one of ourselves Truely and faythfully to pay the said Jeffery 
Potter all such dues as of right by the tenore of this agreement 
ought to be paid by every one of us and likei^ise giveing unto him 
full power and warrantie with all diligence to prosecute and 
perform all and every of the Comands and services before recited 
and from each one of ourselves in furthering him and for and 
against ourselves in hindering or in the least measure opposing 
him. In witness whereof wee have Interchangablie sett to our 
hands the day and yeare first within written. 

There are about eighteen signatures, but of these only the 
following are legible : — Anthony Potter, Richard Perrott, Thomas 
Potter, Thomas Marshall, William Kingham, .... Banie^, 
and .... Chapman. 



Newport Hundreds. 

NEWPORT Hundred comprises the three ancient hundreds of 
Newport called Bonestowe or Bonestou, so named, says 
Cole, from a vill in Lathbury Parish; Seglowe, Secklow, or 
Segelai, so named, also says Cole, from an hillock at the end of 
Bradwell Field leading into Linford grounds; and Mulsowe or 

Bonestowe Hundred contained, in 1316, Gayhurst and Little 
Lynford, Hanslope, Haversham and Yekele, Lathbury and Little 
Filgrave, Lavendon, Olney, Ravenstone, Stoke Goldington cum 
Ikley, Tyringham and Great Filgrave, and Weston Underwood. 

Seglowe Hundred contained Bletchley, Bradwell cum Stanton, 
Calverton, Great Linford, Tykeford with the Marsh and Newport 
Pagnell (sunt una villa), Newton Longueville, Shenley cum 
Loughton, Simpson, Stoke Hammond, Willen cum Caldecote 
(una villa), Wolston, Wolverton, and Woughton on the Green. 

Molesho Hundred contained Astwood, Bow Brickhill, Great 
Brickhill with Little Brickhill, Chicheley and Little Crawley, 
Clifton Reynes, Caldecote and Walton, Great Crawley and Hard- 
mead, Emberton and Pettesho, Milton Keynes, Moulsoe cum 
Broughton, Sherrington, and Wavendon. 

In the Hundred Rolls of 3 Edward L (Bucks 4) is an early 
reference to the Hundreds of Newport, for the Jurors say " that 
Geoffrey le Rus, the Sheriff, after the battle of Evisham, raised 
the rent of the three Hundreds of Newport from loos. to 12 

On the 17th May, 36 Elizabeth, the Queen by the advice and 
counsel of William Baron of Burghley, Treasurer of England, and 
of John Fortescue, Knight and Sub-Treasurer of the Court of the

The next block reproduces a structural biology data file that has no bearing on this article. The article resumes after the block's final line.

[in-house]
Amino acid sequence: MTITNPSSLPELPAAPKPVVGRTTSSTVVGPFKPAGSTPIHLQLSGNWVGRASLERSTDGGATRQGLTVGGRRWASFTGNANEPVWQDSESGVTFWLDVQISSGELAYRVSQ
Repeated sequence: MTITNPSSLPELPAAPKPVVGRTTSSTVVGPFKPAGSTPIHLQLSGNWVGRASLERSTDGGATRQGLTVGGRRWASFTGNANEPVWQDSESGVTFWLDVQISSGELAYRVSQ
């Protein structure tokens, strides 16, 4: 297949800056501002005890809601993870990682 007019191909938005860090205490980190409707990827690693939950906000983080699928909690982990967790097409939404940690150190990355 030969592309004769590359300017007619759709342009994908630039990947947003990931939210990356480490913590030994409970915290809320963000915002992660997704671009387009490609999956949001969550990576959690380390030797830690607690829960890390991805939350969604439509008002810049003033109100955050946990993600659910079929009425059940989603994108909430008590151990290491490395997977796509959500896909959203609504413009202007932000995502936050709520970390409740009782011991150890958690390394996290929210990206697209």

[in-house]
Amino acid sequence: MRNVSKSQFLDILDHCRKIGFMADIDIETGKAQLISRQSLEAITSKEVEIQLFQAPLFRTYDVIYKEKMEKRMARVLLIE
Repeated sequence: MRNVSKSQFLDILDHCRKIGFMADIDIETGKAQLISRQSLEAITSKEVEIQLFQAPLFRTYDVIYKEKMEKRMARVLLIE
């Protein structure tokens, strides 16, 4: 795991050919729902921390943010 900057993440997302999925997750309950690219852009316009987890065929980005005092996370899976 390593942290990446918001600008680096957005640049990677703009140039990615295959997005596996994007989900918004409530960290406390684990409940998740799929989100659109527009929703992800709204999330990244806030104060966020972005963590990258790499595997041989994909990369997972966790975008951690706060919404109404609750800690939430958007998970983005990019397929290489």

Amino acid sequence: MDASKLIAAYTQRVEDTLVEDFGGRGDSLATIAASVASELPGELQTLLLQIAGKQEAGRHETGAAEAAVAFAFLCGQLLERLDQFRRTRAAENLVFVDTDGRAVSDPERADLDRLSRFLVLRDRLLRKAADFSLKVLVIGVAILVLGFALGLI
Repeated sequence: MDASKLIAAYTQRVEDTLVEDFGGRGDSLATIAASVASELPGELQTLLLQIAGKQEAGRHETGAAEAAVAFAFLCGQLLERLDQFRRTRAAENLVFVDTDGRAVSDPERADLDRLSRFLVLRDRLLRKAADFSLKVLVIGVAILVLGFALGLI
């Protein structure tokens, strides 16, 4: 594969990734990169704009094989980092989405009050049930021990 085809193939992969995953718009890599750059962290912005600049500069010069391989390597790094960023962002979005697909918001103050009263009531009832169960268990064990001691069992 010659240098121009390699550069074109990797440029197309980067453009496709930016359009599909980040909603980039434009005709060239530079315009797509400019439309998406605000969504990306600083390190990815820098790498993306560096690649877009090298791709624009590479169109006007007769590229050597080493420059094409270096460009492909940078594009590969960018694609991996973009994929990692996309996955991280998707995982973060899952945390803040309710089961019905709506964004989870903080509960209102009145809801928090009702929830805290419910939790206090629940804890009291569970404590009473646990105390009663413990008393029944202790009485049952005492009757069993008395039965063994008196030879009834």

Exchequer, granted and let to farm to Francis Fortescue, Esquire, 
all those the three Hundreds of Newporte that is to say, Bunstowe, 

Newport Hundreds. 189 

Mulso, and Seglow, with their members and appurtenances, in 
the County of Buckingham, also the office of Bailiff and Bailiwick 
of the same Hundreds for the term of 21 years at an annual rent 
of £25 3s. 3d. (?5).i 

In the Additional MSS. (34195 fo. 18) at the British Museum is 
a slip of parchment in Latin referring to a half year's rent. The 
translation is as under : — 

From the Sheriff there for rents ^ 

and farms of the three hundreds 

of Newporte is due for the said j g^ j 

Buck XXX ° ) ^^*'" ^""^^ ^^ *^ ^^^* "^^ ^^""^ ^ij ^i viij ob. 

Oct 162^^ I ^''""^^^^ ^^^ Archangel in the Twelve pounds 

^ J year of King James xxi from Y ^i^^^n shillings 

Francis Fortescue Knight as is eight pence 

wont halfpenny. 

Michaelmas in the year of King ]o]xn Brook. 
James xxi. J 

By a Patent, 12 Charles I., the Hundreds were granted to Sir 
Francis Fortescue and John and William, his sons, for their lives. 
No. 6 of the Parliamentary Surveys made in 1651 gives the 
following interesting particulars respecting the Hundreds : — 

" A Survey of the Rents issues and profits of the three hundreds 
of Newport comonly called or known by the names of Bunslowe 
Seglowe and Mulsowe w'^ the Rights Members and Appurtenances 
thereof lyeing and being in the Countie of Buckingham late 
percell of the possession of Charles Stuart late King of England 
made and taken by vs whose names are hereunto subscribed in 
the month of July 1651 by Vertue of a Comicon Grounded upon an 
Act of the Commons of England assembled in Parliament for Sale 
of the pmises vnder the hands and Seals of ffive or more of the 
Trustees in the said Act named and appointed.^' 
A Rent called Certaintye monie due from certain of 
the Inhabitants of the Township of Bletchley 
payable at Michaelmas and Lady day per annum vj"- 
The like Rents due from the Township of Laughton 

at the same terms per annum xix'* 

The like Rentsjdue from the Township of Wolverton 

payable as aforesaid lxvj«« viij<*« 

I Pat. 36 Eliz. p. g[ m. 12. 


History of Newport Pagnell. 

The like from Stoke haroond 







Willen and Caldecott . . . 





Filgrave ••• 






Simpton ais. Seneveston 


XXV*' viij*- 
xliij*- ix*- 


xxiij*- vi*- 
xv«' iiijd* 



xix*- j**- 

„ Newton Blossumfeild 

The profitts of the Court Leetes together with a 
three weekes Court, fiines of the said Courts, 
Issues and Amerciaments of Courts, Waifes, 
Estreyes, deodands, ifellons Goods, Goods of 
ifellons, of themselves, of (fugitives, and of 
condemned persons, Hawking, Hunting, fiishing,